Amanda’s Weekly Archival Discovery

Happy Labor Day weekend Forest County Residents!

I am sorry to inform you that this is the last week I am working as the full time archivist at the Crandon Public Library. I will still be cataloging archival material ten hours per week so I will do my best to write a new blog post during this time. I am working on finishing writing my thesis on the disappearance of Keith Siding as a lumber town so if anyone has any information on the subject let me know.

I would like to invite everyone to an Open House at the Crandon Public Library, September 10th at 5-6:30 pm. I will be giving a presentation on the work I did this summer and I would love to share my exciting discoveries with everyone so please attend! There will be food!

Alright back to business.

Did you know that the United States government was considering abolishing Forest County in the late 1930’s-early 40’s? According to an article in the Forest Republican, The Department of Agriculture recommended that the federal government let the Forest Service take over the cut over lands, relocate the families living in Forest County, and begin a reforestation program. These harsh measures were due to the fact that 75% of the cutover land was not fit to be farmed and a large portion of the land had already passed into the hands of the government because of tax delinquencies.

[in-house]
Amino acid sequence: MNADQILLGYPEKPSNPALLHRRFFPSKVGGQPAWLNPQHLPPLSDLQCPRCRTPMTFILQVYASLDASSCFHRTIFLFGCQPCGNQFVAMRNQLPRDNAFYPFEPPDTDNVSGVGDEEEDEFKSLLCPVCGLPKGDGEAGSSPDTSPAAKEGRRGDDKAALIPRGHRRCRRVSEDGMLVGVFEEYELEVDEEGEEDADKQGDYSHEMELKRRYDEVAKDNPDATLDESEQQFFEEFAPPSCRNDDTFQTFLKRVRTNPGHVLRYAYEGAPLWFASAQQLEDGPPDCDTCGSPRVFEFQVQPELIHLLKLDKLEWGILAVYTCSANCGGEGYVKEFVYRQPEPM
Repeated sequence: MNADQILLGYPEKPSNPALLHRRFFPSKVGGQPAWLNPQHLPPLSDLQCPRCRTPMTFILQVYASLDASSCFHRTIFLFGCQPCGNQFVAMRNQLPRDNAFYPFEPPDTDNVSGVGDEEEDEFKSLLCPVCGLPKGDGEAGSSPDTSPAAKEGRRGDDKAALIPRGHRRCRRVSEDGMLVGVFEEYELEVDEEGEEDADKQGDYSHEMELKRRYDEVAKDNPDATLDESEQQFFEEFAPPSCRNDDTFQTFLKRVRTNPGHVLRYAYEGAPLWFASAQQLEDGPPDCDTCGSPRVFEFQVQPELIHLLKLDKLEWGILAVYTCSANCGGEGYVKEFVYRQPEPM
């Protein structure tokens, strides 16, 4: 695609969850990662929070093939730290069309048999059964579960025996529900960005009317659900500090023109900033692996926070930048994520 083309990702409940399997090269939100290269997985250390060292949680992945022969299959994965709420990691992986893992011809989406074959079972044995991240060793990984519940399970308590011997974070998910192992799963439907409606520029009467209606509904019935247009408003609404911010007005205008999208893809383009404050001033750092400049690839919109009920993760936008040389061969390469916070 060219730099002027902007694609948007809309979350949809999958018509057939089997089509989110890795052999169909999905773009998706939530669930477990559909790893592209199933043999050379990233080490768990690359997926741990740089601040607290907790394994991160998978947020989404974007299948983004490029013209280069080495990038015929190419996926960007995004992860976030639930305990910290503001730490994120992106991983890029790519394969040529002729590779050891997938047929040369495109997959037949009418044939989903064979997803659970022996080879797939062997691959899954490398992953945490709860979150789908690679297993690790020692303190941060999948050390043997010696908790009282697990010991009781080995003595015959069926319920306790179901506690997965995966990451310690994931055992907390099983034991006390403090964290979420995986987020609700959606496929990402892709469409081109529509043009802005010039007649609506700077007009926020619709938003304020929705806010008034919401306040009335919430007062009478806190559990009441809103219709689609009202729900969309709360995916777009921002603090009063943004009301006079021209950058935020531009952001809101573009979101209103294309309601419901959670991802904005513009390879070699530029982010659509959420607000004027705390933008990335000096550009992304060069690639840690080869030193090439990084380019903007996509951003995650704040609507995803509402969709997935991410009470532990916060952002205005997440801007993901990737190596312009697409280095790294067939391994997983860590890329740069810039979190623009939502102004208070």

They did not go so far as to disband the county but they did put drastic measures into place in order to deal with the horrendous economic situation in Forest County. In 1939, the government enforced “rural zoning” in which any residents that lived in a sparsely populated area, was subject to tax delinquency, or lived on land that could not be farmed or logged had to be relocated to a more heavily populated area. All of the small towns in Forest County cost the state and federal government a great deal of money because they had to provide funding for schools, roads, and medical treatment to every community. The government’s solution was to buy their land from them at a very cheap rate and provide them better land to live on that the newly removed residents had to pay for over time. They created government housing right in the City of Crandon for the elderly that still stands today. This is the reason why so many small towns and rural schools ceased to exist in Forest County.

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